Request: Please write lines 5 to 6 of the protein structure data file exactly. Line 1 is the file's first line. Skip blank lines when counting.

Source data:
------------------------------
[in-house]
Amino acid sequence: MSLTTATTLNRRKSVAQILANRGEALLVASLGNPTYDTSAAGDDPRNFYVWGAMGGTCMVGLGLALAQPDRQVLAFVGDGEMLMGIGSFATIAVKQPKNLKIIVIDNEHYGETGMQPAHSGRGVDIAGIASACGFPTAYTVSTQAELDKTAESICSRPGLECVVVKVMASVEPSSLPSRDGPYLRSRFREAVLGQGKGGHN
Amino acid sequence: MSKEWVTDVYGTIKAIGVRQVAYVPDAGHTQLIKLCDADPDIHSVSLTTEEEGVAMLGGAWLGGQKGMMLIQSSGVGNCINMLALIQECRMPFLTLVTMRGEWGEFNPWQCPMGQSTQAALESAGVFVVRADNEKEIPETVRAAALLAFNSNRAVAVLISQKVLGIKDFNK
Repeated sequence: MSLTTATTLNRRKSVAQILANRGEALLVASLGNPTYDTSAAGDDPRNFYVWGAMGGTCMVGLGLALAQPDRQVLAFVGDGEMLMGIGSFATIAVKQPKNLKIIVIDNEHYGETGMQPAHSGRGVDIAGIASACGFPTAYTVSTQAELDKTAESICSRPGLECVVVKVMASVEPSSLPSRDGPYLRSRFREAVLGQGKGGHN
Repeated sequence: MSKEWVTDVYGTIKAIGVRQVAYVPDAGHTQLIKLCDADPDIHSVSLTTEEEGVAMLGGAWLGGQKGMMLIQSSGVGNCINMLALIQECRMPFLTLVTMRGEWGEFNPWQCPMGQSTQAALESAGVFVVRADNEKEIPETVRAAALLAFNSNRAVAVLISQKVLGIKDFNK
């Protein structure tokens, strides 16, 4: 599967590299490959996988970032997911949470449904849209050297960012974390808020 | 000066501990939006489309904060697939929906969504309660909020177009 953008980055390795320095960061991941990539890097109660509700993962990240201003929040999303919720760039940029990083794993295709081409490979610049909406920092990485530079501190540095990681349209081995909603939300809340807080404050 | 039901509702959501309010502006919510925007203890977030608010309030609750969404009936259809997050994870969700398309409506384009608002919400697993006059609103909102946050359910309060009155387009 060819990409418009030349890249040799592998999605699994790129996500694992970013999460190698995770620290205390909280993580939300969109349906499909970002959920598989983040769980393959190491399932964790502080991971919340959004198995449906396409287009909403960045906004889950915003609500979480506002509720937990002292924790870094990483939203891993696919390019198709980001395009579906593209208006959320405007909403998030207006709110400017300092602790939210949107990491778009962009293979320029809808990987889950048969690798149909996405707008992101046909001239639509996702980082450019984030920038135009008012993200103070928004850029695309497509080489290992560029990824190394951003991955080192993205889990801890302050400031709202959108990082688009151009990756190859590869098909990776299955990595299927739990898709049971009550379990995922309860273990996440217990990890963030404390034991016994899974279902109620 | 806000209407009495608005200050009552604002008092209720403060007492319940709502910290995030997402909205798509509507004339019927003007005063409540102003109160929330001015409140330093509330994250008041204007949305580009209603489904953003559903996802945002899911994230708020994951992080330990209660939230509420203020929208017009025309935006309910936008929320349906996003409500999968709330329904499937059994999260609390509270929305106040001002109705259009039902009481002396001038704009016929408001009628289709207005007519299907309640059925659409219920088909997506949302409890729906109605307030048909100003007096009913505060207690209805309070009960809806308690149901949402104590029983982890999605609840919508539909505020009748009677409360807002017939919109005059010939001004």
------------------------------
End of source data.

Repeated sequence: MSKEWVTDVYGTIKAIGVRQVAYVPDAGHTQLIKLCDADPDIHSVSLTTEEEGVAMLGGAWLGGQKGMMLIQSSGVGNCINMLALIQECRMPFLTLVTMRGEWGEFNPWQCPMGQSTQAALESAGVFVVRADNEKEIPETVRAAALLAFNSNRAVAVLISQKVLGIKDFNK
């Protein structure tokens, strides 16, 4: 599967590299490959996988970032997911949470449904849209050297960012974390808020 | 000066501990939006489309904060697939929906969504309660909020177009 953008980055390795320095960061991941990539890097109660509700993962990240201003929040999303919720760039940029990083794993295709081409490979610049909406920092990485530079501190540095990681349209081995909603939300809340807080404050 | 039901509702959501309010502006919510925007203890977030608010309030609750969404009936259809997050994870969700398309409506384009608002919400697993006059609103909102946050359910309060009155387009 060819990409418009030349890249040799592998999605699994790129996500694992970013999460190698995770620290205390909280993580939300969109349906499909970002959920598989983040769980393959190491399932964790502080991971919340959004198995449906396409287009909403960045906004889950915003609500979480506002509720937990002292924790870094990483939203891993696919390019198709980001395009579906593209208006959320405007909403998030207006709110400017300092602790939210949107990491778009962009293979320029809808990987889950048969690798149909996405707008992101046909001239639509996702980082450019984030920038135009008012993200103070928004850029695309497509080489290992560029990824190394951003991955080192993205889990801890302050400031709202959108990082688009151009990756190859590869098909990776299955990595299927739990898709049971009550379990995922309860273990996440217990990890963030404390034991016994899974279902109620 | 806000209407009495608005200050009552604002008092209720403060007492319940709502910290995030997402909205798509509507004339019927003007005063409540102003109160929330001015409140330093509330994250008041204007949305580009209603489904953003559903996802945002899911994230708020994951992080330990209660939230509420203020929208017009025309935006309910936008929320349906996003409500999968709330329904499937059994999260609390509270929305106040001002109705259009039902009481002396001038704009016929408001009628289709207005007519299907309640059925659409219920088909997506949302409890729906109605307030048909100003007096009913505060207690209805309070009960809806308690149901949402104590029983982890999605609840919508539909505020009748009677409360807002017939919109005059010939001004």